Ride On fares rise to match those of Metro to narrow budget gap
Free rides for kids, Code Red days also suspended
Ride On is increasing its fares, beginning Sunday, to coordinate with new fares set by the Washington Metropolitan Area Transit Authority for Metro buses.
County officials say the fare changes are needed to make transfers between Metrobus and Ride On buses simpler, and they also will help close the county's nearly $1 billion budget gap for fiscal 2011.
Among other changes, Ride On no longer will give free rides to children in the summer and also will collect fares on Code Red days, when the pollution and humidity combine to create smog. In the past, the county suspended fares on Code Red days to encourage more motorists to take public transit to reduce pollution.
The new fares will be $1.70 cash, and $1.50 with a SmarTrip card.
Although the "Kids Ride Free" program is being suspended, those 17 and younger can purchase a monthly pass for $11 with unlimited rides or an $18 summer youth cruiser pass, which is good through August.
Code Red days saw at best minimal increases in ridership and cost the county $45,000 on weekdays, Ride On officials said.
Metro suspended its Code Red program this year as well, and the Northern Virginia Transportation Commission suspended its program last year.
Traffic signal tweaked
to help with delays
A reader sent us this question on the traffic signal timing at the intersection of Quince Orchard Road at Great Seneca Highway:
"I live near [Quince Orchard High School]. On Quince Orchard Road heading east in the morning between 8 a.m. to 9 a.m. it has become more common over the last year or two to take more than one light cycle to get through the light at Great Seneca. Maybe 2 or more years ago it never happened.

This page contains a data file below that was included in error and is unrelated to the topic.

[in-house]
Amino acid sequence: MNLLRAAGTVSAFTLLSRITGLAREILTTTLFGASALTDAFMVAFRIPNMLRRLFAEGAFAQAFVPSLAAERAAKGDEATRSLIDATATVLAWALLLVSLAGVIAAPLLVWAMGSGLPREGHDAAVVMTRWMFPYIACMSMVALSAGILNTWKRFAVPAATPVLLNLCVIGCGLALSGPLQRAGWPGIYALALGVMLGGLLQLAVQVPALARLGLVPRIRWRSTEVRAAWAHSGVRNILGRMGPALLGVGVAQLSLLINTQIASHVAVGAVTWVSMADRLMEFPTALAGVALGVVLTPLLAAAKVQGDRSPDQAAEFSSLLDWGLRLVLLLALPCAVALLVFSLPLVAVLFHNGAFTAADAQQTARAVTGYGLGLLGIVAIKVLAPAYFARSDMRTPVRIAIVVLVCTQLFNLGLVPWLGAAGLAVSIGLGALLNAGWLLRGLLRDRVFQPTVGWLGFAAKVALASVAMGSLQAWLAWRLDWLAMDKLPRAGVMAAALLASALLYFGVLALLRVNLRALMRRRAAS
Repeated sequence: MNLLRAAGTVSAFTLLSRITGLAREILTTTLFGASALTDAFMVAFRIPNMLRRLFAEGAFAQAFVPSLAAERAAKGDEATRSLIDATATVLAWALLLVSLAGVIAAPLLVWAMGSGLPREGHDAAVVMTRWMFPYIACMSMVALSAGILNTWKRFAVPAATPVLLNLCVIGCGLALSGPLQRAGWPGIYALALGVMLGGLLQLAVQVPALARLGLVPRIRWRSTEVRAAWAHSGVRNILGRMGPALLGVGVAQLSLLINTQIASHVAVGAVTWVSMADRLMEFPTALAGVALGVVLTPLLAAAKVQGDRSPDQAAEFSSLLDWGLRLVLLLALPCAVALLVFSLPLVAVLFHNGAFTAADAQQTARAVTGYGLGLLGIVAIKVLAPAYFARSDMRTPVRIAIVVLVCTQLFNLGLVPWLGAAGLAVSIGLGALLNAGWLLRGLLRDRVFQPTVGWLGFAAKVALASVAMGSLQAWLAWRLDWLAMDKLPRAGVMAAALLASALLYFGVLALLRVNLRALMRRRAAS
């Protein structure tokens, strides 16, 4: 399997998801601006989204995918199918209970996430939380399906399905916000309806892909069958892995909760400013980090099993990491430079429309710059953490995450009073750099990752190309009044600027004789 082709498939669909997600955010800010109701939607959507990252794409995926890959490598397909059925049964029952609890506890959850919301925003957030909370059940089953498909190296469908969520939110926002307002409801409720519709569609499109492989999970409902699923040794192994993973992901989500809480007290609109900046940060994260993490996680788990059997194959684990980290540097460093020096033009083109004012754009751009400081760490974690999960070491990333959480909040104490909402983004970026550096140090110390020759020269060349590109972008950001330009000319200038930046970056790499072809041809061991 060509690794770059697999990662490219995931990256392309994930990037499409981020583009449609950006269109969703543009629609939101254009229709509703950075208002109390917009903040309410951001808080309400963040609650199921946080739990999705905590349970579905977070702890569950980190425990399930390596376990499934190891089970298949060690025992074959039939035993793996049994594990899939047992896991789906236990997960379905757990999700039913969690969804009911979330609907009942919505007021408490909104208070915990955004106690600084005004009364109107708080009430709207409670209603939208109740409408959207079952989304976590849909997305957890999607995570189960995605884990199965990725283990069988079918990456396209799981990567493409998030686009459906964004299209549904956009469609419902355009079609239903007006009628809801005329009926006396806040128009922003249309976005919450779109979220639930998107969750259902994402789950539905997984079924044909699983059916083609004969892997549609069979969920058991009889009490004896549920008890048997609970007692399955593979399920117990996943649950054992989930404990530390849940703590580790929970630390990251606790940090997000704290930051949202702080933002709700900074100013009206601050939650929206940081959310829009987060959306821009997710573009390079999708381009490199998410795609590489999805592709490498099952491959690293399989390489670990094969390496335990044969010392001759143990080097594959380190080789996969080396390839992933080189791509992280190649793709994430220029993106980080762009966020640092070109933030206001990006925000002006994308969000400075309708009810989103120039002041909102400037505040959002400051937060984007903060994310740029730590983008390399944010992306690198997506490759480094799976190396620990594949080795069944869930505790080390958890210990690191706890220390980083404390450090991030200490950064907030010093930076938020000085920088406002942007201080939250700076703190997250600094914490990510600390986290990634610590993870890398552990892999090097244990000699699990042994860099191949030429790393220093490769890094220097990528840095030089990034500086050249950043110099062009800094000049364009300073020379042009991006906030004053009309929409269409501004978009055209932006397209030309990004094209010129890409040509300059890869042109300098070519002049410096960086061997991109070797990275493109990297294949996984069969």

"Now it is once or twice or three times a week, and even when I make it through the light it is barely.
"Occasionally the line is really backed up because of congestion on Great Seneca and left turners from Quince Orchard Road west on to Great Seneca block the road (actually, it seems like most of the time there is not enough time for those left turners to all get through, and there are almost always cars still in the intersection when our light turns green)."
"Can we extend the time on the lights please? Was the time reduced, or has the traffic on Quince Orchard increased? Thanks!"
Traffic signals are maintained by the county, even on state roads. Here's the response from the Montgomery County Department of Transportation's spokesman Thomas Pogue.
"Based upon your reader's inquiry we made some minor timing adjustments to give Quince Orchard Road/MD 124 more green light time during the morning peak hours.
"Even with these adjustments, motorists traveling through this intersection may not always get through it on the first signal light cycle.
"The volume of traffic at the intersection is very high during the morning and evening peak hours.
"This is exacerbated whenever I-270 delays are worse than normal or there is an incident on I-270 because Great Seneca is one of two alternate routes for motorists in these situations.
"However, we will continue to monitor the intersection of Great Seneca Highway and Quince Orchard Road/MD 124 during the peak hours."
Hot tracks slowing trains
On Tuesday, CSX issued "heat orders" for MARC trains on the Brunswick Line, the seventh time this month that high temperatures have delayed trains.
When the temperature nears 90 degrees, the heat can cause the tracks to expand, resulting in a kink where the tracks join, MARC officials said.
When heat orders are issued, the trains running between 1 and 7 p.m. operate at 20 mph under their normal speed, resulting in delays of 10 to 15 minutes. In some sections, the trains run at nearly 80 mph when not under a heat order.